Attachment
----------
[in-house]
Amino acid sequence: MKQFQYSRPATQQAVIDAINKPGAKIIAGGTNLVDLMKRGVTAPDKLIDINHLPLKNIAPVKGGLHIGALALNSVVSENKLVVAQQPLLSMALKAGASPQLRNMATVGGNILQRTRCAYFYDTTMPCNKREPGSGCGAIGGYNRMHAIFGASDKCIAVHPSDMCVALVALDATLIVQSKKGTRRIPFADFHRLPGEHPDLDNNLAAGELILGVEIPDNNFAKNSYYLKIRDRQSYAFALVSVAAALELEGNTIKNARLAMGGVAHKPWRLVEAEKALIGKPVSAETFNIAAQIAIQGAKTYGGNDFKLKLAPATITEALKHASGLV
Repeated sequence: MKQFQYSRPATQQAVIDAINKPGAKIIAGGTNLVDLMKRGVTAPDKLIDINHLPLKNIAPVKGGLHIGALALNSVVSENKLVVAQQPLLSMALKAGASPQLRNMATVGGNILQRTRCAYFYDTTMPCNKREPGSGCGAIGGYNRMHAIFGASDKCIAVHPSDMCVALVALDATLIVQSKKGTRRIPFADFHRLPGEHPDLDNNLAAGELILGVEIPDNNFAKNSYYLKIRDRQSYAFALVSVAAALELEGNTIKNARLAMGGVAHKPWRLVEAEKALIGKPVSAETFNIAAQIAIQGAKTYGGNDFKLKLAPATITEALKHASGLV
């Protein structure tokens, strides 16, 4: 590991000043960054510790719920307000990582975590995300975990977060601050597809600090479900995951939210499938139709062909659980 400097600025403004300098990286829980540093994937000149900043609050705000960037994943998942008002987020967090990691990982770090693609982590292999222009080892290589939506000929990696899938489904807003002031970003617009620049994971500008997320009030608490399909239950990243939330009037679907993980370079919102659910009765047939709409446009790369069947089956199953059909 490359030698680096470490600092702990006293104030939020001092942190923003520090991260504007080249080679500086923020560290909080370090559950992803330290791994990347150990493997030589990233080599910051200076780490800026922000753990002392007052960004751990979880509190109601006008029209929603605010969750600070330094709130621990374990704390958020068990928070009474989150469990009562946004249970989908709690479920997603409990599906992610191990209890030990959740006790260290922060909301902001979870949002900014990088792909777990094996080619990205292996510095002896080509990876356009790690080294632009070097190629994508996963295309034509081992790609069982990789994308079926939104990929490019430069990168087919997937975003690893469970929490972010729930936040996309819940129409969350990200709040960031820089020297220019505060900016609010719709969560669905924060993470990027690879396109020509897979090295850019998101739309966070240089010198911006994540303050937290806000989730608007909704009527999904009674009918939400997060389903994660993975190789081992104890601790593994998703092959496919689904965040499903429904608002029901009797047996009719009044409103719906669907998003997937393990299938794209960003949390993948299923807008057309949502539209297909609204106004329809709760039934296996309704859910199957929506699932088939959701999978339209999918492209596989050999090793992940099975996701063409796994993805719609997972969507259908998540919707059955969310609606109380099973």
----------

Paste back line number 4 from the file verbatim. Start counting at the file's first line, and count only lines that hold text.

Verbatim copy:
């Protein structure tokens, strides 16, 4: 590991000043960054510790719920307000990582975590995300975990977060601050597809600090479900995951939210499938139709062909659980 400097600025403004300098990286829980540093994937000149900043609050705000960037994943998942008002987020967090990691990982770090693609982590292999222009080892290589939506000929990696899938489904807003002031970003617009620049994971500008997320009030608490399909239950990243939330009037679907993980370079919102659910009765047939709409446009790369069947089956199953059909 490359030698680096470490600092702990006293104030939020001092942190923003520090991260504007080249080679500086923020560290909080370090559950992803330290791994990347150990493997030589990233080599910051200076780490800026922000753990002392007052960004751990979880509190109601006008029209929603605010969750600070330094709130621990374990704390958020068990928070009474989150469990009562946004249970989908709690479920997603409990599906992610191990209890030990959740006790260290922060909301902001979870949002900014990088792909777990094996080619990205292996510095002896080509990876356009790690080294632009070097190629994508996963295309034509081992790609069982990789994308079926939104990929490019430069990168087919997937975003690893469970929490972010729930936040996309819940129409969350990200709040960031820089020297220019505060900016609010719709969560669905924060993470990027690879396109020509897979090295850019998101739309966070240089010198911006994540303050937290806000989730608007909704009527999904009674009918939400997060389903994660993975190789081992104890601790593994998703092959496919689904965040499903429904608002029901009797047996009719009044409103719906669907998003997937393990299938794209960003949390993948299923807008057309949502539209297909609204106004329809709760039934296996309704859910199957929506699932088939959701999978339209999918492209596989050999090793992940099975996701063409796994993805719609997972969507259908998540919707059955969310609606109380099973």